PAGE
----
The word ‘nuclear’ may create an understandable anxiousness in those who hear it. Yet, nuclear medicine is an important component of diagnostic imaging. This innovative way of diagnosing patients can result in the detection of some diseases at their earliest stages, when life-saving treatments are most effective. Here are some things you should know if your doctor suggests a diagnosis using nuclear medical procedures.


Using nuclear medicine as a diagnostic tool is a generally painless approach that can provide excellent information to physicians. Some radiotracers are injected, while others you will be asked to either inhale or swallow. These radiotracers contain a small amount of radioactive material that enables doctors to see what is happening at the molecular level when you are examined under a special camera or imaging device.

If you have had a recent illness, have allergies, or might be pregnant, it is important you inform the technician of this.


Using nuclear medicine as treatments like radioactive iodine (I-131) therapy or radioimmunotherapy (RIT) has proven to help fight against certain cancers, heart problems, and other diseases. In adults, nuclear medicine can be used for the following:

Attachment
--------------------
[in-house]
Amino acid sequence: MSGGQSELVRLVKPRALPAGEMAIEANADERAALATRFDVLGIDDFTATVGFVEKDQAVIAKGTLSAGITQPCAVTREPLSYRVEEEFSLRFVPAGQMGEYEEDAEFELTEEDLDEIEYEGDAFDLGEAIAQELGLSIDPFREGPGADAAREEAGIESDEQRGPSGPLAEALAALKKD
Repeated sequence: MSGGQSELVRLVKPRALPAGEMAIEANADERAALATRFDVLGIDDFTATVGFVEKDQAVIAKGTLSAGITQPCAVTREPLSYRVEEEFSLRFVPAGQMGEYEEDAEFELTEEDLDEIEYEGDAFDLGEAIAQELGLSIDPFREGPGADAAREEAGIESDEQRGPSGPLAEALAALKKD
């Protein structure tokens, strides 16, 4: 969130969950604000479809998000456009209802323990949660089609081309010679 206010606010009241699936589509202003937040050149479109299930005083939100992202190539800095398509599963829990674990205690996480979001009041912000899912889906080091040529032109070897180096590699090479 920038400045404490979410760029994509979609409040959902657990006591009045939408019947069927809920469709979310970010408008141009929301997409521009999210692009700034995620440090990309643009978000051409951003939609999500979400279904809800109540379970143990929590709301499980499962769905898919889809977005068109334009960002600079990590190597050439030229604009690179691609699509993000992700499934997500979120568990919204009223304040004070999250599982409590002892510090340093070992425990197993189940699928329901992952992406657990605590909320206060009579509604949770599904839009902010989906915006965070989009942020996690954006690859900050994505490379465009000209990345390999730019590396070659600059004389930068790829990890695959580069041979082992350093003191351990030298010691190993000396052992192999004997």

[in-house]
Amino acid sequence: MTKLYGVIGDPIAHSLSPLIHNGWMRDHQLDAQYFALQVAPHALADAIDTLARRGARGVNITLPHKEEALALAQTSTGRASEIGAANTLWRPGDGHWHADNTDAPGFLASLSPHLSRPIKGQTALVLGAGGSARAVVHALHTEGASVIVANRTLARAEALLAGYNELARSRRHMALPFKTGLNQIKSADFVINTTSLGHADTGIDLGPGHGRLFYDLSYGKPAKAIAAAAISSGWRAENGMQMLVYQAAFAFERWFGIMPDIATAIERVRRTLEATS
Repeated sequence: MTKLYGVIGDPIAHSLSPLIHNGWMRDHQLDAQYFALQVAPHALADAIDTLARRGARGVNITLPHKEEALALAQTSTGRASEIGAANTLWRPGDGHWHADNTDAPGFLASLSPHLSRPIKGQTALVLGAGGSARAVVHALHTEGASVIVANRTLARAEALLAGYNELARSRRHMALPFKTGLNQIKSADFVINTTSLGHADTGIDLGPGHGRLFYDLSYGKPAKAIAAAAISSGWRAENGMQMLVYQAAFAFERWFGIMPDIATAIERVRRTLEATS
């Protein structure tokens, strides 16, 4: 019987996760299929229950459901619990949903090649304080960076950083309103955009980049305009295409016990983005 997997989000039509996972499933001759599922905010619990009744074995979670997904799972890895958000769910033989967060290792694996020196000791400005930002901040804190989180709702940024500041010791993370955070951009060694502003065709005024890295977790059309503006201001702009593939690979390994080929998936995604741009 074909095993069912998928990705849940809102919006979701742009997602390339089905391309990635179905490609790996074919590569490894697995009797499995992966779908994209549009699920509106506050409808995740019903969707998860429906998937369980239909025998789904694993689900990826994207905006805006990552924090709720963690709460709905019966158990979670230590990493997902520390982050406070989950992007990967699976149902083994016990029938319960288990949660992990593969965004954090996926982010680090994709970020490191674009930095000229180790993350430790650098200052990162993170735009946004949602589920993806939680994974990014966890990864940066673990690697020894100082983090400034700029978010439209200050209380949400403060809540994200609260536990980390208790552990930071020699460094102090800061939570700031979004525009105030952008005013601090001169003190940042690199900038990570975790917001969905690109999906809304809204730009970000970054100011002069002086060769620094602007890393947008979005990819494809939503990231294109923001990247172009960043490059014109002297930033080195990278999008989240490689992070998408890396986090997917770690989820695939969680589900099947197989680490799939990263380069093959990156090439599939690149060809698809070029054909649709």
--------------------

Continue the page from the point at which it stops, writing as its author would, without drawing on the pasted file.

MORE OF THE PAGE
• Bones – Evaluates fractures, infections, bone tumors, or arthritis. It can also be used to identify locations for a biopsy.
  • Lungs – Used to scan for respiratory and blood flow problems or to detect a lung transplant rejection.
  • Brain – Detects early signs of many types or abnormalities especially associated with seizures, or disorders like Alzheimer’s. Nuclear medicine can help evaluate suspected brain tumors as well.
  • Heart – Helps visualize things like blood flow and function, and assess damage after suffering from a heart attack.

Nuclear Medicine and You

If your doctor has suggested nuclear medicine, talk with him or her about Lake Medical Imaging in The Villages and Leesburg, FL. We had the first outpatient imaging center in the nation to be named a Diagnostic Imaging Center of Excellence by the American College of Radiology. Once you have a prescription for your nuclear medicine scan or treatment, your doctor or you can set up an appointment at (352) 365-0777.